Regimental Crest



Taking of the Eagle
Battle of Barossa




Royal Irish Fusiliers...


Napoleonic Wars to the Boer War

The Regiment was raised in response to the Napoleonic crisis. This war took them through Europe, Egypt, South America, West Indies and Canada. The most famous battle was at Barossa in 1811 when on March 5th the first French Imperial Eagle was taken by Sergeant Masterman of the 87th Regiment.

The battle was fought for control of Barossa hill. A Spanish - British army was attempting to break out of the siege of Cadiz. The British commander, Gen Graham, felt that control of Barossa hill was vital to protect the right flank of the operation. However, the Spanish Gen Zayas thought otherwise and only posted a weak flank guard at Barossa. French Marshal Victor noticed that Barossa was weakly held and thus attempted to outflank the Spanish-British army. Victor sent Laval with his division to engage Graham's British force. In the meantime, Ruffin's division - led personally by Victor - swept round the Barossa hill and routed the weak Spanish force detailed to hold the feature. Graham saw the danger and sent in his 1 light battalion (under Major Brown) to attack Ruffin's division then occupying Barossa hill. The other light battalion (under Col Barnard) engaged Laval's division while Wheatley's brigade was sent hastily to reinforce him. In the meantime, Dilke's brigade rushed to take Barossa hill - behind Brown's heavily outnumbered force. Dilke's outnumbered brigade rushed up Barossa hill and made a frontal assault on the French defenders which fell back under the hail of fire and subsequent hand-to-hand combat. The retiring French were not allowed to regroup - being pounded all the while by British artillery. A similar fate befell Laval's division and the French retreat was hastened by the charge of the 2 sqns of KGL Hussars attached to Graham's force.  In 1881 the 87th and the 89th Regiments of Foot combined to become the 1st and 2nd Battalions of The Princess Victoria's Royal Irish Fusiliers, with their depot at Armagh. Shortly afterwards their strength was increased by three more battalions from what had been the Armagh. Cavan and Monaghan Militia Regiments.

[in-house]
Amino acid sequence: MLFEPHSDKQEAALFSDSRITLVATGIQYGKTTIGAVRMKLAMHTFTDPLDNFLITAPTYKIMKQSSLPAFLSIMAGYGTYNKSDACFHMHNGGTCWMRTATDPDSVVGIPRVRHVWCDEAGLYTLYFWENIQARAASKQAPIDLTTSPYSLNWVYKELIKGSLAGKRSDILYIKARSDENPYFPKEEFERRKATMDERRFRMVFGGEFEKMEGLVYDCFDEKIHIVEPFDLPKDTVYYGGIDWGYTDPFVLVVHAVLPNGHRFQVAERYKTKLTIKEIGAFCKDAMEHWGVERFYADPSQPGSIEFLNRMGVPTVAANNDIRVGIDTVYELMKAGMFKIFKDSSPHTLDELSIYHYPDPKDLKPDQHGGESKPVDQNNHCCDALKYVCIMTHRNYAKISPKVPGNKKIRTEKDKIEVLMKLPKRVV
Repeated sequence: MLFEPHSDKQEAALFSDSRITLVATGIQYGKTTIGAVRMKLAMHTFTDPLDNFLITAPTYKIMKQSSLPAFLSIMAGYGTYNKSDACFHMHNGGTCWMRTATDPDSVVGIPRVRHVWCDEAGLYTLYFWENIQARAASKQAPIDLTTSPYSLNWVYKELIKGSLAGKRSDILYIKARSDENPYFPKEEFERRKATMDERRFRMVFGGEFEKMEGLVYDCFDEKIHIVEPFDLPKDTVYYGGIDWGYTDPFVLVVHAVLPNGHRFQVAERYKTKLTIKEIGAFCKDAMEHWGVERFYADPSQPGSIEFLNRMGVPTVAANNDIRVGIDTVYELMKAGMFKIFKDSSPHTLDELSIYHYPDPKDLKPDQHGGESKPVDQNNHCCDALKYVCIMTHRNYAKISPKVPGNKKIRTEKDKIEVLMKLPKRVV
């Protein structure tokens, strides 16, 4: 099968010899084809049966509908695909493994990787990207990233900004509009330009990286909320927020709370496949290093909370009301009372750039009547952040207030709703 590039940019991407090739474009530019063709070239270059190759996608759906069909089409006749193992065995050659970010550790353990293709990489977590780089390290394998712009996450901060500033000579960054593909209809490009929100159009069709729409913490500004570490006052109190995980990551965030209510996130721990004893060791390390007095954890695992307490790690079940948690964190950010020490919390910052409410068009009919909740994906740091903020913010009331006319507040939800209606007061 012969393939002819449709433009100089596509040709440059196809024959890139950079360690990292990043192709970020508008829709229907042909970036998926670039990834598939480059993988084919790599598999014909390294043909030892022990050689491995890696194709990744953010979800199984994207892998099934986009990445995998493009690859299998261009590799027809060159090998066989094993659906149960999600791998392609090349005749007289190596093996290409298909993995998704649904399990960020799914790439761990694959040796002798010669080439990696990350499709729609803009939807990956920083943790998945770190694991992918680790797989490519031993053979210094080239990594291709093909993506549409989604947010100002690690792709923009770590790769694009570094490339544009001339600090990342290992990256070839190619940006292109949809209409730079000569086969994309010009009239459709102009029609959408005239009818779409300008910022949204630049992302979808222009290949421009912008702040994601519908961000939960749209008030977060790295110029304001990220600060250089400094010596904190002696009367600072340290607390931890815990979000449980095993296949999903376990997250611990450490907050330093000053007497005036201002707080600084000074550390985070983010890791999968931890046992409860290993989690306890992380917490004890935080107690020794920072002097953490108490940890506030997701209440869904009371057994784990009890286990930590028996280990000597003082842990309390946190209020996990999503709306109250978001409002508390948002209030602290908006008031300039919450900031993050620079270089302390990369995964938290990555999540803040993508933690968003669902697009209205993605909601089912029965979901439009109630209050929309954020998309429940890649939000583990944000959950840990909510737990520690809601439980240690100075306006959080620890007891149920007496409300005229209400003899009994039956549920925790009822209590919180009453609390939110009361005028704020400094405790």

I n 1882 the 1st Battalion were Part of General Grahams Brigade which sailed to Egypt. The Egyptian population were aggrieved over the British and French ownership of the Suez Canal and when rioting in Alexandria resulted in 130 European deaths, the British government despatched warships and a large force under Sir Gamet Wolseley. The army was not given any time to acclimatise and a 24 hour march was followed by the battle at Tel-el-Kebir. From Egypt the 1st Battalion went to India on garrison duties, though by 1898 they found themselves back in Egypt fighting the Mahdists at the battle of Omdurman. Fresh from this battle the 1st Battalion moved to South Africa to take part in the Boer War. In 1882 the 2nd Battalion went to India on garrison duties. In 1884 they were ordered to the Sudan to fight the Mahdi and his Arab forces. The 2nd Battalion fought at the battles of El Teb and Tamai in which the Arabs were defeated. The 2nd Battalion was then based in Cork and Colchester until the outbreak of the Boer War.